During the past week, two more companies found themselves facing lawsuits from former executives for wrongful discharge after incidents involving ethics and financial reporting. Attorneys say it is a growing area of litigation.
The lawsuits were filed against Solectron and Ovitz's Artists Management Group. Solectron was sued by a former vice president who said his employment was terminated for suggesting the firm should have written down $ 45 million in obsolete inventory. The Ovitz Group was sued by a former executive, who said she was fired for telling auditors the Group was misusing $ 4 million in annual funds from partner Vivendi.
Solectron and the Ovitz Group join a growing number of companies facing similar lawsuits. These companies include Xerox, WorldCom, Global Crossing and Dynegy. The former controller of Dynegy sued the Houston energy firm in August, saying he was dismissed because he would not manipulate natural-gas trading data and earnings.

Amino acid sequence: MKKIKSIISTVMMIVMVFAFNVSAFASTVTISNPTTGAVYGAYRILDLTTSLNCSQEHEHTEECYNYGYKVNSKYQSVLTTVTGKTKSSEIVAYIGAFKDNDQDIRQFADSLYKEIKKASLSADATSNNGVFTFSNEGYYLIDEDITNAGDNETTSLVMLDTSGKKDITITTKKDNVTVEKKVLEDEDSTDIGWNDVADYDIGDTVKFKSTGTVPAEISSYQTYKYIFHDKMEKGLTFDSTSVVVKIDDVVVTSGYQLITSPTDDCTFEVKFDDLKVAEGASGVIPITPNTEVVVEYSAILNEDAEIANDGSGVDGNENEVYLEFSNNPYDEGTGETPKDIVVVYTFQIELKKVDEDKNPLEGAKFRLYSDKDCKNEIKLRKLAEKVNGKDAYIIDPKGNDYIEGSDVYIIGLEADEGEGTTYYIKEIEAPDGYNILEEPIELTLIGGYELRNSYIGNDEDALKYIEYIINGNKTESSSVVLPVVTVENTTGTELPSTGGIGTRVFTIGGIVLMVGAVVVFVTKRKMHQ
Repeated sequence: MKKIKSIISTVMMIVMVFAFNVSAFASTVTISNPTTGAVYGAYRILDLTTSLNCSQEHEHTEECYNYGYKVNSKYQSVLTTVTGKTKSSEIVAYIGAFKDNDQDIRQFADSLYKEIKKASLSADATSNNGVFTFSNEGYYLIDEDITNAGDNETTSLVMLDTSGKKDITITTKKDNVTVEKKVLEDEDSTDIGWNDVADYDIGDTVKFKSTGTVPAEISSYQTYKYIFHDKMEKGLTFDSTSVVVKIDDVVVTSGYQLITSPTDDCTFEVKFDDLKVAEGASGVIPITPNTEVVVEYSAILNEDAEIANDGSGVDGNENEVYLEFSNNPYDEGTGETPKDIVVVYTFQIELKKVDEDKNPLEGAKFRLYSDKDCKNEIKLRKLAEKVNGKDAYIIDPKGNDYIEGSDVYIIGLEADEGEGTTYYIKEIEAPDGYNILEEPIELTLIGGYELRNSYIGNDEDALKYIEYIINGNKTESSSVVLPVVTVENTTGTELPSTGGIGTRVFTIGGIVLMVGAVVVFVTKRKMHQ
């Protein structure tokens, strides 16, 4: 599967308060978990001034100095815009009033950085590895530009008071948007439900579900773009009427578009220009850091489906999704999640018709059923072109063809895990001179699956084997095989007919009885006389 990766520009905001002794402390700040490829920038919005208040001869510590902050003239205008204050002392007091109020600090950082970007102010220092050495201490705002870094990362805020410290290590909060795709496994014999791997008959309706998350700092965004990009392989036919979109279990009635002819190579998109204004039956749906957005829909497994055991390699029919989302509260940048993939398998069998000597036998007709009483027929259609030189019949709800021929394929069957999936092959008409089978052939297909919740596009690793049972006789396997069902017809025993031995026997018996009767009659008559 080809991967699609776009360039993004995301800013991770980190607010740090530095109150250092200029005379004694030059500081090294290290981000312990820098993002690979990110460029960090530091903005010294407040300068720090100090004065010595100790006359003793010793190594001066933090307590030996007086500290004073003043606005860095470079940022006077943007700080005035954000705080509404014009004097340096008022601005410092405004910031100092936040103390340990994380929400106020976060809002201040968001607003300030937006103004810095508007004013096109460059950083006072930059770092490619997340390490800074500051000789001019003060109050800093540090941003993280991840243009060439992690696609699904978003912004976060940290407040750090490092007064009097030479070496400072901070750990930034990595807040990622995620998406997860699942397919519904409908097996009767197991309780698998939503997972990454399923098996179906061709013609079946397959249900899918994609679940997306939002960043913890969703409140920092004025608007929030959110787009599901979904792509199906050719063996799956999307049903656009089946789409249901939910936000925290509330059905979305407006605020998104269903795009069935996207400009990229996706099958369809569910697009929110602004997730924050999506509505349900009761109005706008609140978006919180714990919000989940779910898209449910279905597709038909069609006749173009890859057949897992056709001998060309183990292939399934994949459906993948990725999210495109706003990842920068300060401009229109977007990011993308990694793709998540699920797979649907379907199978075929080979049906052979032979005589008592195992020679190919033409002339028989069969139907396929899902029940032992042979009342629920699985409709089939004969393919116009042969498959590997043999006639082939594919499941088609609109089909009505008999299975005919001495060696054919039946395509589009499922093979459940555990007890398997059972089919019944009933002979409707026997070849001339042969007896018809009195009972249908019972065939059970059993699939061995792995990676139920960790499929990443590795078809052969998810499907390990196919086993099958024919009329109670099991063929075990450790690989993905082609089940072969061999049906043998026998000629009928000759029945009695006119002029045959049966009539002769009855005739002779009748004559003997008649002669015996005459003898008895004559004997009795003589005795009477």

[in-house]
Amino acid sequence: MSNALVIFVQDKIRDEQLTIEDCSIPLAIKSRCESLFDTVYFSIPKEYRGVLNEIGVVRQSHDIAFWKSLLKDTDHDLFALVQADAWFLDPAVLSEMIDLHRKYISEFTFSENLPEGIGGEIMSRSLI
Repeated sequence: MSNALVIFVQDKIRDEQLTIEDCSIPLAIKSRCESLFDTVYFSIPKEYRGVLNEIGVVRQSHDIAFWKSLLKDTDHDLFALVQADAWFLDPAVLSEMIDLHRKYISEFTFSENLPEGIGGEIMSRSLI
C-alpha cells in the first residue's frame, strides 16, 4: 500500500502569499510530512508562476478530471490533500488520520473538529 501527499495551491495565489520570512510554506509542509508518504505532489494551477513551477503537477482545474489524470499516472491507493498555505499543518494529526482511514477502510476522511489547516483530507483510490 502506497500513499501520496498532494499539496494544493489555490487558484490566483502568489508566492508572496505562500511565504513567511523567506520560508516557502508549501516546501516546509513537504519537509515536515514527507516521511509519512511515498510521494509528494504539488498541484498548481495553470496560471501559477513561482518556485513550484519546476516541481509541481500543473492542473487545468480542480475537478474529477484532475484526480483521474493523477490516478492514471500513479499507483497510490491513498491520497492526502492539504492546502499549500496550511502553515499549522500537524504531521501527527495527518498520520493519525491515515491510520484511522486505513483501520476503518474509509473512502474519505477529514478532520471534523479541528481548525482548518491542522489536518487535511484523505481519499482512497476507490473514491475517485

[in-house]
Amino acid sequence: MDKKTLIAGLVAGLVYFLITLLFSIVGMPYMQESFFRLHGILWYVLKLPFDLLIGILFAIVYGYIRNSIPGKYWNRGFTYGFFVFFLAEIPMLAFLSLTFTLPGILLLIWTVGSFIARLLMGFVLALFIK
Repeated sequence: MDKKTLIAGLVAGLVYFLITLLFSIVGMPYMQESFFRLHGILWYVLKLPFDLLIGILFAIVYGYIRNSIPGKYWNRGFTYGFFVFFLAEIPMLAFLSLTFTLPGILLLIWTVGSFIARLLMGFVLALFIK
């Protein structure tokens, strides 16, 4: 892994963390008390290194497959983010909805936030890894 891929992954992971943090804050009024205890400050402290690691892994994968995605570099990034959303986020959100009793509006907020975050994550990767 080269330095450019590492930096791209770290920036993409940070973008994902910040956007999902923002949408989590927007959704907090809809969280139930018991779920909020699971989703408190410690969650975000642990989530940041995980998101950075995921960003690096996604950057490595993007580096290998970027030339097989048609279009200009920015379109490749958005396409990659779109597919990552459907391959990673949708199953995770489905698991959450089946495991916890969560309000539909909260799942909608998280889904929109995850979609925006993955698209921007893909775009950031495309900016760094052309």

Attorneys attribute the increase in this type of litigation to a growing sense of dissatisfaction with declining corporate ethics, along with encouragement recently provided from the Sarbanes-Oxley Act. The Act, which was passed in July, requires companies to set up confidential procedures for employees who suspect fraud, and it allows workers to sue if they are harassed, demoted or fired for reporting allegations. "This gives employees a decent weapon," says Jonathan Ben-Asher, an attorney at the law firm of Beranbaum Menken Ben-Asher & Fishel in New York. "We're going to see many more of these cases."